VT Summertime Whitewater! (West Branch Deerfield)

By:  Ben
August 13, 2010

After Hike Week, in which FIS readers were treated to a plethora of hike ideas, wild scenic vistas in a far-off land, and scouting reports for potential ski descents, this week we’re changing gears and featuring a different sport: kayaking; perhaps the closest summer sport relative of downhill skiing. Fortunately, the summer months give us “immature snow,” sending the rivers rising and whitewater kayakers blowing off commitments to hit the steep creeks of New England. Like a good powder day, a good summer rain storm wakes you up at 6am, sending you frantically checking river gauges and rainfall totals, trying to figure out if you’re going to have to have the flu for the day.

Unfortunately, summer is typically a slow season for whitewater kayaking in the northeast. The trees start drinking, the snowmelt stops, and (this summer) the only rainstorms short and localized. The water is out there though, and if you watch the radar religiously you can get the goods.

This particular run of kayaking started a few weeks ago with torrential downpours that painted a line of yellow across the precipitation map of central Vermont. With over 4” of rain in a few select spots in its upper drainage, the New Haven spiked HARD overnight. My friend Brian and I skipped out on morning commitments and made it over in time for a mid-morning run as the level came back down. Unfortunately, we forgot the camera at home, and had to be back by the afternoon. The quick morning of boating only whet our appetites though, so when thunderstorms pounded southern Vermont Friday night, we packed up early Saturday morning and drove to the West Branch of the Deerfield River.

The Deerfield River is well-known to New England boaters for the class III “Dryway” and Fife Brook (“Zoar Gap”) sections that have some of the most reliable water around in the summertime. Less well known is the turbulent, small West Branch that tumbles out of the Vermont mountains in a series of Class IV+/V drops before flowing into the main Deerfield. None of our group of three had ever run this section of river before, but after verifying the level was good at the painted gauge near the take-out, we drove to the top and put on.

Chris seal-launching in

The action started right away with a 10 foot seal launch into the water followed by a series of read-and-run class IV drops. Everything was boat-scoutable and there was plenty of water, so we bombed through the top section, warming up as we went. After a lull, the river dropped under a bridge and soon enough we were sitting in an eddy above another series of horizon lines stretching downstream.

This second series of drops was bigger than the first, but still nicely boat scoutable. I love whitewater with perfect eddies right by the tops of big-looking drops that give you just enough of a vantage point to pick your line to the next eddy. A quick series of hand gestures upstream to tell your buddies the line, then it’s time. Peel out of the eddy, get on line and go!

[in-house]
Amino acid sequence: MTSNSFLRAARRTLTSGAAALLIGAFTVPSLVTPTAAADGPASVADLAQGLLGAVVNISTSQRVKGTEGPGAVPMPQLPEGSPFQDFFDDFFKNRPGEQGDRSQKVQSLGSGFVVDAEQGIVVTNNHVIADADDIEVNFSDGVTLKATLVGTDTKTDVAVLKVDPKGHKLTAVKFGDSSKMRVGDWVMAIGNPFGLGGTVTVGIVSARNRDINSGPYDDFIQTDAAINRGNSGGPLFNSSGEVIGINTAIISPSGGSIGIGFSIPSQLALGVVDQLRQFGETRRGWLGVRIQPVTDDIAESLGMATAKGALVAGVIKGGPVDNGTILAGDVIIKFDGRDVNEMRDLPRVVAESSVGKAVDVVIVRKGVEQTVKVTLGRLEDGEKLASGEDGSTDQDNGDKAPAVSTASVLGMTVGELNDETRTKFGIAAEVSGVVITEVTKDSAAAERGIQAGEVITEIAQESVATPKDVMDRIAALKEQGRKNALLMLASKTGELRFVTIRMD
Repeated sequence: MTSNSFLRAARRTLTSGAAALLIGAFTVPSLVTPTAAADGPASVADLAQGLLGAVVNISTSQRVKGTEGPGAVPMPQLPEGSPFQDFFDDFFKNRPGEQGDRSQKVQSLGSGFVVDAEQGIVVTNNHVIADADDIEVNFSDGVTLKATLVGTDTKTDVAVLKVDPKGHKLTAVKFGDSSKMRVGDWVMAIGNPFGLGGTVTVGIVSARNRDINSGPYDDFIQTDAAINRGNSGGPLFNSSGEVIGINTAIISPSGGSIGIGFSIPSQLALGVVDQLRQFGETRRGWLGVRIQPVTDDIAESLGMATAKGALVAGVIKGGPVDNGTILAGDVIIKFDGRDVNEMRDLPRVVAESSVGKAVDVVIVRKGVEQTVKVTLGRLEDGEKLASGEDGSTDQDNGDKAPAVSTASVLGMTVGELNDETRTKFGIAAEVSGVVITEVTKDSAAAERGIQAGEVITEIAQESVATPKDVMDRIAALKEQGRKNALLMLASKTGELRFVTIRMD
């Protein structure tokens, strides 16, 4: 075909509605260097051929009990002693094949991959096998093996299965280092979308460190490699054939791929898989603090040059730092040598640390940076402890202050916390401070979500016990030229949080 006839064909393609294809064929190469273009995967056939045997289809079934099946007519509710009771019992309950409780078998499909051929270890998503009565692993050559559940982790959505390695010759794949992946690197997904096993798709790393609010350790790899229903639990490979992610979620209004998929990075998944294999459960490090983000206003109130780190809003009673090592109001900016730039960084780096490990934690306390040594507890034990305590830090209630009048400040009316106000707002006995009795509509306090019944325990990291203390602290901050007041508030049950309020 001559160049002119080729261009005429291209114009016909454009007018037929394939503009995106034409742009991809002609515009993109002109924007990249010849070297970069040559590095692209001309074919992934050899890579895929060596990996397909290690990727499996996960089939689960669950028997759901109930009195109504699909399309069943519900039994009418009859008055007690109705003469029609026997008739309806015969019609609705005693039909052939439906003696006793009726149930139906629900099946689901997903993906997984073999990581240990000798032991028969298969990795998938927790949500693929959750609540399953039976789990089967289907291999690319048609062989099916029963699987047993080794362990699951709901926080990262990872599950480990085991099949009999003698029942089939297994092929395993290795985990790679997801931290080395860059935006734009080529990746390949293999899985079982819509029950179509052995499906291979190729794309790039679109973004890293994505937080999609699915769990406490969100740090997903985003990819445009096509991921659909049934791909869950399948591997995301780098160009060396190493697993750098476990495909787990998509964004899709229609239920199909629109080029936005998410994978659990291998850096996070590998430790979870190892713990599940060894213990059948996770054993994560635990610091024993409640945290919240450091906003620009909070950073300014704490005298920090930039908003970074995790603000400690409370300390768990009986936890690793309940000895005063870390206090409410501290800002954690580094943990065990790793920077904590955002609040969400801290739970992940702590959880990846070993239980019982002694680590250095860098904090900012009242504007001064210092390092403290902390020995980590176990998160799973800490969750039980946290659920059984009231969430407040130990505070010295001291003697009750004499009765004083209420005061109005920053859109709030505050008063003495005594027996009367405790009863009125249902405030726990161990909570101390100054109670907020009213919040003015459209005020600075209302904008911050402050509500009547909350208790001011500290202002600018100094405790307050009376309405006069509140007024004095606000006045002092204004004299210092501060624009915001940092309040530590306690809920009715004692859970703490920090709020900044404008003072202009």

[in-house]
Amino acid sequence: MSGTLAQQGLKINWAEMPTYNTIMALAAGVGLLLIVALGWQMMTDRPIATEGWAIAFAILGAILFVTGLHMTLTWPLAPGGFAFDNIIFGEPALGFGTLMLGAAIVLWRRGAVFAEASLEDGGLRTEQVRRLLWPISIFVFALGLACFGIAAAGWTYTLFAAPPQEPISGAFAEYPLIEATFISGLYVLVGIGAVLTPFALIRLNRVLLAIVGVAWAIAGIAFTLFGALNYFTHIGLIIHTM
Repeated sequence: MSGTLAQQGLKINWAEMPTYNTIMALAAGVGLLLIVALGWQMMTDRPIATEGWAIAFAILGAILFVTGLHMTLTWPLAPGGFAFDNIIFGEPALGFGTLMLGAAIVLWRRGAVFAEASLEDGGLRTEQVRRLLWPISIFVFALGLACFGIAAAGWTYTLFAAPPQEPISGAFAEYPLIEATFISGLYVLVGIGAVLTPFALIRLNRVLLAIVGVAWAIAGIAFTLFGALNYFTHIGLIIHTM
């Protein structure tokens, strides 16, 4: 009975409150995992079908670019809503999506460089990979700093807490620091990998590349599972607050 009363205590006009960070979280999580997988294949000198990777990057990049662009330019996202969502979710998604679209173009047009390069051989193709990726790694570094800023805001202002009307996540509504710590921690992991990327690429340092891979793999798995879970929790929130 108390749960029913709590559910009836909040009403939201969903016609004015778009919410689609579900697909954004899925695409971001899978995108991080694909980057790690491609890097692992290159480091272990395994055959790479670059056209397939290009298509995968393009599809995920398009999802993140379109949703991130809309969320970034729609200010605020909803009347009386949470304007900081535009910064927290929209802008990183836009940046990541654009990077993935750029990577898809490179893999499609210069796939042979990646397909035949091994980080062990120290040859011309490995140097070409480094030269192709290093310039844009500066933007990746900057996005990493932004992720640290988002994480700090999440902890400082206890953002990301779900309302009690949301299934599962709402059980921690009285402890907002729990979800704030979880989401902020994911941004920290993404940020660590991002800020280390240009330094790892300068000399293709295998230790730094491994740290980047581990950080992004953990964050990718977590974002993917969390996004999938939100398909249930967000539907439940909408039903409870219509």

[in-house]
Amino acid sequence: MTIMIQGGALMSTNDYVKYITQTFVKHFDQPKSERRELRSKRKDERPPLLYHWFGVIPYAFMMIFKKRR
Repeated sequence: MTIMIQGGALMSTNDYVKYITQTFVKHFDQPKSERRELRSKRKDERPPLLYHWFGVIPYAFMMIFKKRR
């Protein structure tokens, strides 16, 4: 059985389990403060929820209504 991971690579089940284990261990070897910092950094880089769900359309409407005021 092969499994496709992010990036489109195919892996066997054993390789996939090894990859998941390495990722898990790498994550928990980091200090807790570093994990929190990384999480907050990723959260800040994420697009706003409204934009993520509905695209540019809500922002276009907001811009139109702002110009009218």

Me showing off the draw stroke

Subbing out at Tunnel Falls
Me getting buried in the landing of Tunnel Falls

Chris tries his hand at Tunnel Falls

Eventually we came to a horizon line too big to see over and jumped out of our boats to scout. The 10’ Tunnel Falls stretched in front of us in all its manky glory. Fortunately, the line was straight-forward, and we all made it through without a hitch. Another IV+ ledge later, we eddied out to scout Tunnel Vision, the largest rapid on the river.

Brian showing us what a clean line looks like

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Read about the author:   Ben
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  1. Lionel Hutz
    wrote on August 14th, 2010 at 8:34 am  

    Cool Ben. Love it.

    I wish I knew the need for water. I would have def. highlighted it in the weather reports. What’s the need for water…quick and fast like a t-storm? Steady rain? I suppose both works…good stuff.

    • Ben
      wrote on August 14th, 2010 at 10:28 am  

      Water’s tricky, it depends a lot on stuff like how wet it has been recently, how big a given drainage is, how much the trees are drinking, etc. But in general for summer boating, intense storms that drop more than an inch across a drainage are good candidates. Once the trees stop drinking for fall, even less rain can bring stuff up.

      The best storms are the more widespread, dousing rains though, like when the hurricane remnants sweep through…

  2. Harvey44
    wrote on August 14th, 2010 at 10:11 am  

    Chris – you are one cool cucumber.

  3. Greg
    wrote on August 15th, 2010 at 11:20 am  
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